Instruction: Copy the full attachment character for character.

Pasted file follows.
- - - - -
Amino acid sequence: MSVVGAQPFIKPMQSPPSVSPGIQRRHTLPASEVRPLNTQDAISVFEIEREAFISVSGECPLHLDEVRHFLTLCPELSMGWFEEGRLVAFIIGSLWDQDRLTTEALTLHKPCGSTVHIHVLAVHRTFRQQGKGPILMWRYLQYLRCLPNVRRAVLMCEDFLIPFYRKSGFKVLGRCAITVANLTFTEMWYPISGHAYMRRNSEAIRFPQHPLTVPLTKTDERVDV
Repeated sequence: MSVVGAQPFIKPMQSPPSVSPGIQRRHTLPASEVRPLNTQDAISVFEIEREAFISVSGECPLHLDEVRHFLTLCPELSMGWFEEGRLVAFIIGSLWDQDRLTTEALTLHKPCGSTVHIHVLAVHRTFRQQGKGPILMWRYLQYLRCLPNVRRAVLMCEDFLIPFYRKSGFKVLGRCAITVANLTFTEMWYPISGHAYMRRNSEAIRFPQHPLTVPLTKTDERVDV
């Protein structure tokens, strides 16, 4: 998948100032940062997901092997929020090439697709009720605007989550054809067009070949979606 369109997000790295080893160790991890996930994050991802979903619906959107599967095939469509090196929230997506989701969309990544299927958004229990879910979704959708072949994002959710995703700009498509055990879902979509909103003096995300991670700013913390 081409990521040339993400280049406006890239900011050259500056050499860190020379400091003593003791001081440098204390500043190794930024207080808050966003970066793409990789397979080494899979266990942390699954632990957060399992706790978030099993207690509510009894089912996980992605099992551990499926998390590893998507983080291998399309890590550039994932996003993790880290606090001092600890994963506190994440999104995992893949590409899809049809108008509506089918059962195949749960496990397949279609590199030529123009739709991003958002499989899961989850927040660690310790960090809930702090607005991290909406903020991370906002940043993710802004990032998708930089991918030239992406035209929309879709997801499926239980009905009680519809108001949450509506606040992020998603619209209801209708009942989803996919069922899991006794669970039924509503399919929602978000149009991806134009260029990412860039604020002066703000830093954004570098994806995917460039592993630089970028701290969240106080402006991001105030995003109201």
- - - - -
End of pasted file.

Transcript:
Amino acid sequence: MSVVGAQPFIKPMQSPPSVSPGIQRRHTLPASEVRPLNTQDAISVFEIEREAFISVSGECPLHLDEVRHFLTLCPELSMGWFEEGRLVAFIIGSLWDQDRLTTEALTLHKPCGSTVHIHVLAVHRTFRQQGKGPILMWRYLQYLRCLPNVRRAVLMCEDFLIPFYRKSGFKVLGRCAITVANLTFTEMWYPISGHAYMRRNSEAIRFPQHPLTVPLTKTDERVDV
Repeated sequence: MSVVGAQPFIKPMQSPPSVSPGIQRRHTLPASEVRPLNTQDAISVFEIEREAFISVSGECPLHLDEVRHFLTLCPELSMGWFEEGRLVAFIIGSLWDQDRLTTEALTLHKPCGSTVHIHVLAVHRTFRQQGKGPILMWRYLQYLRCLPNVRRAVLMCEDFLIPFYRKSGFKVLGRCAITVANLTFTEMWYPISGHAYMRRNSEAIRFPQHPLTVPLTKTDERVDV
């Protein structure tokens, strides 16, 4: 998948100032940062997901092997929020090439697709009720605007989550054809067009070949979606 369109997000790295080893160790991890996930994050991802979903619906959107599967095939469509090196929230997506989701969309990544299927958004229990879910979704959708072949994002959710995703700009498509055990879902979509909103003096995300991670700013913390 081409990521040339993400280049406006890239900011050259500056050499860190020379400091003593003791001081440098204390500043190794930024207080808050966003970066793409990789397979080494899979266990942390699954632990957060399992706790978030099993207690509510009894089912996980992605099992551990499926998390590893998507983080291998399309890590550039994932996003993790880290606090001092600890994963506190994440999104995992893949590409899809049809108008509506089918059962195949749960496990397949279609590199030529123009739709991003958002499989899961989850927040660690310790960090809930702090607005991290909406903020991370906002940043993710802004990032998708930089991918030239992406035209929309879709997801499926239980009905009680519809108001949450509506606040992020998603619209209801209708009942989803996919069922899991006794669970039924509503399919929602978000149009991806134009260029990412860039604020002066703000830093954004570098994806995917460039592993630089970028701290969240106080402006991001105030995003109201």